“Can you imagine life without a friend? I can, because Best Buddies was not available in Indiana when I was in school. I had a supportive family but I missed having someone in school to say ‘hi’ to in the halls, to sit with at lunch, to talk to about my day, and to make plans with for social activities.”
These are the words of Katie, a woman with intellectual and developmental disabilities (I/DD) who joined the Best Buddies College program in Indiana in 1993. “My life changed when I experienced the gift of having someone, my own age, to talk to and to call my friend,” she says on BestBuddies.org.
Opening opportunities through deeper one-to-one connections
In the U.S., an estimated one in 100 people have some form of intellectual or developmental disability. (Source: AmericanPsychiatricAssociation.org). That’s a significant portion of our society dealing with learning and problem solving challenges, along with daily life obstacles like communication and independent living.
People with I/DD often face limited opportunities and isolation … in school, at work and in social settings. While government programs offer some assistance, that alone can’t open new doors and improve access to a fulfilled life.
Enter Best Buddies International, the nonprofit founded in 1989 by Anthony Kennedy Shriver. More than 30 years later, the organization has grown into a global volunteer movement, with a mission to create opportunities for one-to-one friendships, integrated employment, leadership development, and inclusive living for people with I/DD.
"As the world’s largest organization dedicated to ending the social, physical, and economic isolation of people with intellectual and developmental disabilities, the work we do at Best Buddies is incredibly important and life-changing for many," said Shriver, Founder & Chairman, Best Buddies International.
"In many cases, as a result of their involvement with Best Buddies, people with intellectual and developmental disabilities secure rewarding jobs, live on their own, become inspirational leaders, and make lifelong friendships."
With 512 college chapters in the United States alone, the Best Buddies college program has helped forge important friendships between thousands of college age adults. Those friendships can be a lifeline for adults with I/DD making the challenging transition from high school to post-high school education.
Of course, Best Buddies doesn’t start with college-age adults. Programs are thriving in elementary, middle and high schools, and in the larger community through their Citizen’s programs.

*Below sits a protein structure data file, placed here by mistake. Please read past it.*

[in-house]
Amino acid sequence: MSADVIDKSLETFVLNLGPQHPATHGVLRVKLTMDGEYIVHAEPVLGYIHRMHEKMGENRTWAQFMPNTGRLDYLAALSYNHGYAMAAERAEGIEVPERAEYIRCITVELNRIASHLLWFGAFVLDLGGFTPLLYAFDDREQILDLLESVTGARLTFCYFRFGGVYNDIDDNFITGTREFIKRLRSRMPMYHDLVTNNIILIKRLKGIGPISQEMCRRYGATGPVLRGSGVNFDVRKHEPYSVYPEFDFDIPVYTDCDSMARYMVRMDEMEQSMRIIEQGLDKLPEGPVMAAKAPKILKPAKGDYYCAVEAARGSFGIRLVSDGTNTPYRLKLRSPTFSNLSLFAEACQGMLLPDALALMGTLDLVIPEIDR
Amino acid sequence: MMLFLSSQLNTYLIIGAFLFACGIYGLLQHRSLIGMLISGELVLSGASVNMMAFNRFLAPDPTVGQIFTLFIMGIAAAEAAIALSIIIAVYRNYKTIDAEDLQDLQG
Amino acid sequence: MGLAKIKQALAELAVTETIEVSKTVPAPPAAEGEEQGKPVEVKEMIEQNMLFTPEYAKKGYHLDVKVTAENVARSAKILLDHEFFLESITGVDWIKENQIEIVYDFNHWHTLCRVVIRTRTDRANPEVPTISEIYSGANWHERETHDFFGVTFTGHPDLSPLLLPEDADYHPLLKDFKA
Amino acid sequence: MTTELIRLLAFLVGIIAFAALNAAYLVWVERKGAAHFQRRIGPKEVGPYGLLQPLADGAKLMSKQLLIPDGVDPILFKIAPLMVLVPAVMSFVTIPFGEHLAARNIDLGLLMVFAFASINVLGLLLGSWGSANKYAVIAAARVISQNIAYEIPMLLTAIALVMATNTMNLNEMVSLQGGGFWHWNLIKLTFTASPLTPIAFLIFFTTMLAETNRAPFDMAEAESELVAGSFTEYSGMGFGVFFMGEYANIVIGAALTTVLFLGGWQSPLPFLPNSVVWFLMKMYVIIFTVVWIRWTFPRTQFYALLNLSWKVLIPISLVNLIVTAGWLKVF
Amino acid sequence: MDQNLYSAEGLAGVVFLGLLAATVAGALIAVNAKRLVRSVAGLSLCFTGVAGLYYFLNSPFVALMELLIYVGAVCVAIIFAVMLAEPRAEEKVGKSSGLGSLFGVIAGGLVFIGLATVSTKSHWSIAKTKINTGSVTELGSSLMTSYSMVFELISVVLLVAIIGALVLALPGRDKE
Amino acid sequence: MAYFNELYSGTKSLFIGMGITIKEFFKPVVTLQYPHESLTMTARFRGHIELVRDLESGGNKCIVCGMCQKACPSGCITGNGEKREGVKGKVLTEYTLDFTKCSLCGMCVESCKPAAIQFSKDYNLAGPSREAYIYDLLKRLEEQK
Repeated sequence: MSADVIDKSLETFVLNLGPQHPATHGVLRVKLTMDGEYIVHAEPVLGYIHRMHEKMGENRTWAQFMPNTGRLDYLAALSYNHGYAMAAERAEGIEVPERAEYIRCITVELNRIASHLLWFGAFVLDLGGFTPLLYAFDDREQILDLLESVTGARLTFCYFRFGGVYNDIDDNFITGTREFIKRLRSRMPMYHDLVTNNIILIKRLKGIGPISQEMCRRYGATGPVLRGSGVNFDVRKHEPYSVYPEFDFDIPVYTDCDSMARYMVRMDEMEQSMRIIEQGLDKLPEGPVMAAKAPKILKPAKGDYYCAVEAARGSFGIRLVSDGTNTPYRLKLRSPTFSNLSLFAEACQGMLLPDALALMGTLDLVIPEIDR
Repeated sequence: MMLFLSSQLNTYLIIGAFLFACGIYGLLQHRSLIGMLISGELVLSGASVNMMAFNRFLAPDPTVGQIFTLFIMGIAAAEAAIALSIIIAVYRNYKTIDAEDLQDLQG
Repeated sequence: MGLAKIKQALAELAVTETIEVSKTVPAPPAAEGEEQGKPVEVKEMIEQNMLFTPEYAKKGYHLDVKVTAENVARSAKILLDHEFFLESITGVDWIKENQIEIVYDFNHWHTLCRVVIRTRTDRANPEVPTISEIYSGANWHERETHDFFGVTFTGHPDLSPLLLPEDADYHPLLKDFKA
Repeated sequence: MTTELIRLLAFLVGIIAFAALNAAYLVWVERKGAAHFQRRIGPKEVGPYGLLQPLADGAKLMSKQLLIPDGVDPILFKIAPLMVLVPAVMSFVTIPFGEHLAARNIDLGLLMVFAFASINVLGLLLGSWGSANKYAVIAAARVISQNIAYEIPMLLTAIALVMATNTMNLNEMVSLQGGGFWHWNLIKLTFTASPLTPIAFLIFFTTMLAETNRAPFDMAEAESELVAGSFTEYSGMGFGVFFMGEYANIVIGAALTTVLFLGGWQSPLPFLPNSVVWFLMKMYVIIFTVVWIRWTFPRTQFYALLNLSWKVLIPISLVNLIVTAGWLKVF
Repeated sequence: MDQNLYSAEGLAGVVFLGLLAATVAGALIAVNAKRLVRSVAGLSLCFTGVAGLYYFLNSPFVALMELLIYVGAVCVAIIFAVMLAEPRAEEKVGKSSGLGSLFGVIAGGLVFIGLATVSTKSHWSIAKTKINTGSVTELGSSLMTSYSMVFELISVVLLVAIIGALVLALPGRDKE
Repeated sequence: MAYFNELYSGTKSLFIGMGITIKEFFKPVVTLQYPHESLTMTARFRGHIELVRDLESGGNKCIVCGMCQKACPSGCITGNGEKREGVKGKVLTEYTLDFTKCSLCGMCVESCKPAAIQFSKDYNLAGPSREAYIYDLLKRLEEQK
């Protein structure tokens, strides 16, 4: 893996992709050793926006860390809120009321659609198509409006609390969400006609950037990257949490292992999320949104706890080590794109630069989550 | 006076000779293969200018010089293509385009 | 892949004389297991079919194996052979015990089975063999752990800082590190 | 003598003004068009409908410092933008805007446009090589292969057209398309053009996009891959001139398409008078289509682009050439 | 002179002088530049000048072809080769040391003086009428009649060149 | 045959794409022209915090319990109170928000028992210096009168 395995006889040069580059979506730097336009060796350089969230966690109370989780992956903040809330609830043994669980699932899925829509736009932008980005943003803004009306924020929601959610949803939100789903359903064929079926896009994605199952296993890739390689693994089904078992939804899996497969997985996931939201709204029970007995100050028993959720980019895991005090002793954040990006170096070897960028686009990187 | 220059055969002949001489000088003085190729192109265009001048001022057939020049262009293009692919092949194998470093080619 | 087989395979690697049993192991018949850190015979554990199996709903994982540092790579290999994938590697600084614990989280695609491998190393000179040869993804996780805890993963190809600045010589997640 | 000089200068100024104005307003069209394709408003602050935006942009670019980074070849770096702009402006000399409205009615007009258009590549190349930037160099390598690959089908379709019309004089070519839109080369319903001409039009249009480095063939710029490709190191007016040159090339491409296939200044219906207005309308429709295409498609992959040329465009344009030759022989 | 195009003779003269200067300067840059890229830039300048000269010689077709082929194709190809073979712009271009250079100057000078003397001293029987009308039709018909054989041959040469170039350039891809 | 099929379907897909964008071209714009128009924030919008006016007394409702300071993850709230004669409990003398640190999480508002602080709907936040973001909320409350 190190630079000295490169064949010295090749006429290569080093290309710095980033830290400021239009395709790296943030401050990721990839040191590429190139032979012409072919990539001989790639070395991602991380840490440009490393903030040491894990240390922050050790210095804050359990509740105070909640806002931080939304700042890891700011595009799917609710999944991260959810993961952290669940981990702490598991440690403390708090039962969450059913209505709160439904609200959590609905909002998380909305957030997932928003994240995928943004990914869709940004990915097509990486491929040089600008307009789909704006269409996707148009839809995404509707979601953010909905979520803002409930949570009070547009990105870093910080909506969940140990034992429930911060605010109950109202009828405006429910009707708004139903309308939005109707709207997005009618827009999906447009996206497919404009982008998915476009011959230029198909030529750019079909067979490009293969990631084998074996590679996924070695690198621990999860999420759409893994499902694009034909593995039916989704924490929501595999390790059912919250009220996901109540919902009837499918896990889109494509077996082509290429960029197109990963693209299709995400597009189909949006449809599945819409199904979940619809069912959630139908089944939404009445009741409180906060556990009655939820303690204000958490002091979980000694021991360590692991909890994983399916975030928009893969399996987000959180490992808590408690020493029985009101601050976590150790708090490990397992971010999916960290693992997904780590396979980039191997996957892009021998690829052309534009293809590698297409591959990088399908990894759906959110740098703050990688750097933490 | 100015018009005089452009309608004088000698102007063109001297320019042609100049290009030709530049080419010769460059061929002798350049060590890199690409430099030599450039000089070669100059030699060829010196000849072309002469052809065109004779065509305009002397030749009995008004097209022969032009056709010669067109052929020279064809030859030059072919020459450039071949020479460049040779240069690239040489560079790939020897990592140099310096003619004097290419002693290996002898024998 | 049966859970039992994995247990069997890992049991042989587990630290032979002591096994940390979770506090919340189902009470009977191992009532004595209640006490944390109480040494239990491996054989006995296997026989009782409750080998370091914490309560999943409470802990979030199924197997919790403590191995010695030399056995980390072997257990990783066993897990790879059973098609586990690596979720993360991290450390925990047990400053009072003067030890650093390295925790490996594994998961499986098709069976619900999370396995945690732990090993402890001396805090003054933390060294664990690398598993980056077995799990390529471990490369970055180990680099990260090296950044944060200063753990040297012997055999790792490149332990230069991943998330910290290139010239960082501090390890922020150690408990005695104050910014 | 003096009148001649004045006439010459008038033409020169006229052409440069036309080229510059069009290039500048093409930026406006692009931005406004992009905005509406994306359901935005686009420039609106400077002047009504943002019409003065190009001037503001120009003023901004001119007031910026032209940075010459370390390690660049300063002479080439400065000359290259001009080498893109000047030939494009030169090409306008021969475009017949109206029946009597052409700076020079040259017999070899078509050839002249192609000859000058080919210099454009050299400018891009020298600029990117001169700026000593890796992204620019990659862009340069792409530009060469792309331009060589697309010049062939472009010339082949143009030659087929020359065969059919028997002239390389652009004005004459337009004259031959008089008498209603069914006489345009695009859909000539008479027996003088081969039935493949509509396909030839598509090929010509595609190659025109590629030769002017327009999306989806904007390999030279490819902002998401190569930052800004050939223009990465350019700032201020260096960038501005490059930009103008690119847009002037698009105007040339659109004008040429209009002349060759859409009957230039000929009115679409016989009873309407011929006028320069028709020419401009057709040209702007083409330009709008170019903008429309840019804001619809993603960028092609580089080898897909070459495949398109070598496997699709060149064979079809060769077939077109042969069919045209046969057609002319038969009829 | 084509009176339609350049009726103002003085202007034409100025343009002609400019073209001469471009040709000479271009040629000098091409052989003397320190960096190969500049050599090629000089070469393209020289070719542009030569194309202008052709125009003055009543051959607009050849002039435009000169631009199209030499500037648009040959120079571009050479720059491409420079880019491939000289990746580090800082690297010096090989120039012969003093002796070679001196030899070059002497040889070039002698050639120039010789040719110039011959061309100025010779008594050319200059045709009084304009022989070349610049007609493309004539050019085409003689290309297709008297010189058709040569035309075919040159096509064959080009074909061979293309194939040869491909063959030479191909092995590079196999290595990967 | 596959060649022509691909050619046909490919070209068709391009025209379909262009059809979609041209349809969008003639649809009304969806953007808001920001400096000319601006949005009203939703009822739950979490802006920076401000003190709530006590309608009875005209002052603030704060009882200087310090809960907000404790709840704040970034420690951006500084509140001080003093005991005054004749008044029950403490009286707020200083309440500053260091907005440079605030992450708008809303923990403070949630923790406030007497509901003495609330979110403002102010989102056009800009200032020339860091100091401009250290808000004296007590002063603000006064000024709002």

In 2014, knowing she would age out of the college program, Katie joined the Citizens program and was paired with Tiffany. They talk on the phone every week, plan fun ideas for getting together, and even set a date for a “girls weekend.”
“Tiffany is showing me how to rise to meet every opportunity and to always reach for the stars,” Katie says.
The four pillars of Best Buddies
For many families, their first exposure to Best Buddies is in the classroom through the Friendship program at school, where friendships between people with and without I/DD are built. Many of these matches persist past school and turn into life-long friendships.
And if the original match doesn’t continue, for whatever reason, the program is designed to create new matches in different life stages, with their programs for high-schoolers, college-age buddies, and adult matches.
The Best Buddies programs don’t stop at creating friendship. The organization is dedicated to empower people with I/DD by focusing on their four mission pillars: Friends, Integrated Employment, Leadership Development, and Inclusive Living.
True inclusion for people with I/DD happens one friendship, one mentorship, one job, one connection at a time. The Best Buddies programs empower the special abilities of people with I/DD by helping them form meaningful friendships, secure successful jobs, live independently, and feel truly valued for their contributions.
For more information about Best Buddies, please visit bestbuddies.org.